And, sure enough, even back in 1907, that was the case.

It is hard to see, though, how Rauschenbusch's theology could be called Christian in any meaningful sense of the term. It required no repentance or atonement and carried no fear of judgment or bracing hope of eternal life. He famously denied the doctrine of Christ's Second Coming--with its promise of perfect justice and enduring mercy.

But do Rauschenbusch’s errors discourage the usual suspects from praising his handiwork? Nah.

The centennial edition of "Christianity and the Social Crisis"--just published by HarperSanFrancisco--includes essays from various liberal and progressive admirers. Tony Campolo, a left-leaning evangelical, praises Rauschenbusch's "holistic gospel" for offering both eternal life and dramatic changes in the social order. Stanley Hauerwas calls him "an evangelist of the Kingdom of God." Jim Wallis likewise lauds Rauschenbusch's "Christian social ethic" as an "eloquent and necessary corrective" to privatized faith.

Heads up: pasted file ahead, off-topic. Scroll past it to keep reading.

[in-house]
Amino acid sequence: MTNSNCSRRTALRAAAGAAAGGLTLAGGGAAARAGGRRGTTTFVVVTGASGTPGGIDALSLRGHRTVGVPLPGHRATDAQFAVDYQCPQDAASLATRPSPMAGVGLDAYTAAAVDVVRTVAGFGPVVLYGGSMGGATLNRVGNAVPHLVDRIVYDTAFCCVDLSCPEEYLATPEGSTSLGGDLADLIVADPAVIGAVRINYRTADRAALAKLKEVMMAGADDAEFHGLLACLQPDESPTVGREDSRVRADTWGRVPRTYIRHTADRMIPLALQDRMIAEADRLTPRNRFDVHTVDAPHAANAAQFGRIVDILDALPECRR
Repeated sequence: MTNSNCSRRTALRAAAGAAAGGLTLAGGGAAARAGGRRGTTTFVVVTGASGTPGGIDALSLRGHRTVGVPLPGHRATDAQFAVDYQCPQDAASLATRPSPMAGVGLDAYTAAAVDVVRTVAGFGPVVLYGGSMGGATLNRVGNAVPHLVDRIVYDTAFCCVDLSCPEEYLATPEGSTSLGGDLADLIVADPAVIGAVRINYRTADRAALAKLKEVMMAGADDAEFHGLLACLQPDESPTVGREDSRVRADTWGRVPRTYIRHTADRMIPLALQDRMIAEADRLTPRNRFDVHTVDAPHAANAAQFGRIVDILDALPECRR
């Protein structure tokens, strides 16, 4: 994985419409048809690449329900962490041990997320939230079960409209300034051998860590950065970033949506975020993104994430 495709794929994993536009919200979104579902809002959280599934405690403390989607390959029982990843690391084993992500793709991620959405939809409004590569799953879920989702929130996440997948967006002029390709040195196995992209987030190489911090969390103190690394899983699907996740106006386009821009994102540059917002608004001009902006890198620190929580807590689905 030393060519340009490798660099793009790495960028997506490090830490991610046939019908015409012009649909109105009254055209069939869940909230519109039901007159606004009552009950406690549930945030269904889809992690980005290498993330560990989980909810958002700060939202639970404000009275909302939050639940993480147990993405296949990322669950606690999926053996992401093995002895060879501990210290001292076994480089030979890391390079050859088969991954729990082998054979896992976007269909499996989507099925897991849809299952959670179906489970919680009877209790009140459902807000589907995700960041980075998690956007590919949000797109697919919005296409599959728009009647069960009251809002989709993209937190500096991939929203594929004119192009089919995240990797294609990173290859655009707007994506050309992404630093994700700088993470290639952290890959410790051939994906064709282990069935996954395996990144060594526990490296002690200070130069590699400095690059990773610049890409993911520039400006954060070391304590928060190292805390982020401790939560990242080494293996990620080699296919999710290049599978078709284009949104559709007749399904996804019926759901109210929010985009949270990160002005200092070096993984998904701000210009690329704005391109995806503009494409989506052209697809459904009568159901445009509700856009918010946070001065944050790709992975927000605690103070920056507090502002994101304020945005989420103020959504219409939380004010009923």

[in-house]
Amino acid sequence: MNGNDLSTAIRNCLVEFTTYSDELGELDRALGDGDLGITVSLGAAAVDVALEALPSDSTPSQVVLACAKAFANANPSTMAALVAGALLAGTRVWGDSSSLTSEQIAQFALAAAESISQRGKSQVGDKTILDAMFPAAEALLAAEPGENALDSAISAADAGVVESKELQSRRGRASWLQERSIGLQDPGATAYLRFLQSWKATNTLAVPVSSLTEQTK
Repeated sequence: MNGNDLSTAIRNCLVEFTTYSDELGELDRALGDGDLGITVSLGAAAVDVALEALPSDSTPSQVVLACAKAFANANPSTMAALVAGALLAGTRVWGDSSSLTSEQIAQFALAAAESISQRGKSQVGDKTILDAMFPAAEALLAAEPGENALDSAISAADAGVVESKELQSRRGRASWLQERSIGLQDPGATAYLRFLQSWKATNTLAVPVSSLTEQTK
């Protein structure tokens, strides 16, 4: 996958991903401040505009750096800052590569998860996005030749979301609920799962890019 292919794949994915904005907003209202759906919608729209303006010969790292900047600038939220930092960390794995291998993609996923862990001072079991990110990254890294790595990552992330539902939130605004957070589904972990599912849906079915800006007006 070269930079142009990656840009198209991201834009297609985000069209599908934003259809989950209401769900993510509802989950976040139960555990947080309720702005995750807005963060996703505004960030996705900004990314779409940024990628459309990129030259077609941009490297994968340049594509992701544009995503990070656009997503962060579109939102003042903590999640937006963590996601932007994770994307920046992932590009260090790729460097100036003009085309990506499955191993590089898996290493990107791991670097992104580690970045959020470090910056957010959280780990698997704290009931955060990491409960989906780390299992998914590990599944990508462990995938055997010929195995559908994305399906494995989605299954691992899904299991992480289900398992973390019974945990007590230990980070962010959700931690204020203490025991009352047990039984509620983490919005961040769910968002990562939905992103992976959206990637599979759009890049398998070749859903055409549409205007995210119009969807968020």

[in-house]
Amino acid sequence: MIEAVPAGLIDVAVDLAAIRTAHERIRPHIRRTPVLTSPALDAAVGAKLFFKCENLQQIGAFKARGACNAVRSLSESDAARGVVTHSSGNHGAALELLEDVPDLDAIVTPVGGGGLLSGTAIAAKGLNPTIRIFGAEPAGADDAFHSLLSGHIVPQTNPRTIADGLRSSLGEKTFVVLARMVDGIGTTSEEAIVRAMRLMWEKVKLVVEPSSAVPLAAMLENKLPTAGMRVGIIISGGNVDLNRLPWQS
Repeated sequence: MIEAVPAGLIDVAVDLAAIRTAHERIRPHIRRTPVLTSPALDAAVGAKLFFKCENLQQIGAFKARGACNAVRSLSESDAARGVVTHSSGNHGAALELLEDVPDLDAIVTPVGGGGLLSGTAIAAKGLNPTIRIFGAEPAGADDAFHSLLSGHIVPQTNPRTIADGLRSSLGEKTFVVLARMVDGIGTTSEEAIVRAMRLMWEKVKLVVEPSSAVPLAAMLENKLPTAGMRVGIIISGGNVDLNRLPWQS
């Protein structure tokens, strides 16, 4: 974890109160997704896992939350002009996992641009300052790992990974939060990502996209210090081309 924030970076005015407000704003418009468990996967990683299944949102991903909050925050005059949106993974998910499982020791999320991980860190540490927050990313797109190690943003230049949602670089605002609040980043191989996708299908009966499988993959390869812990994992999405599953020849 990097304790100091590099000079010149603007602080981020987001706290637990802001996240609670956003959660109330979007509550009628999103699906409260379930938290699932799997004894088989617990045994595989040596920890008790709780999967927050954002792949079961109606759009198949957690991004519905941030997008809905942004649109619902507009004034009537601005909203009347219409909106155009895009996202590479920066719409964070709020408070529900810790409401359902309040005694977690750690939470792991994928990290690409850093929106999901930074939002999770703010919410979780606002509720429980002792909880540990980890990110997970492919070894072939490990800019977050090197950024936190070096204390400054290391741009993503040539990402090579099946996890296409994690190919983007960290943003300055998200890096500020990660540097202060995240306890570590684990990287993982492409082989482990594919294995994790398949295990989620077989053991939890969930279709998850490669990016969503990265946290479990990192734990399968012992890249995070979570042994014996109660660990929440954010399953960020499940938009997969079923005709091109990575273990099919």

As for what I think . . . heck, let’s see what St. Paul thinks.

But though we, or an angel from heaven, preach any other gospel unto you than that which we have preached unto you, let him be accursed. As we said before, so say I now again, If any man preach any other gospel unto you than that ye have received, let him be accursed.
Galatians 1:8,9

Hat tip to Stand Firm.

Thursday, May 10, 2007

Georgetown Lets InterVarsity Back on Campus

You may read about the good news here. But the following set off my B.S. detector:

"It wasn’t theological issues that led to the decision [not to renew affiliations], but rather a lack of communication," Boroughs said, in a Georgetown University news release…

I don’t believe that for a second. Georgetown did what liberals do -- living out their “tolerance” by running roughshod over those not as “tolerant” as they.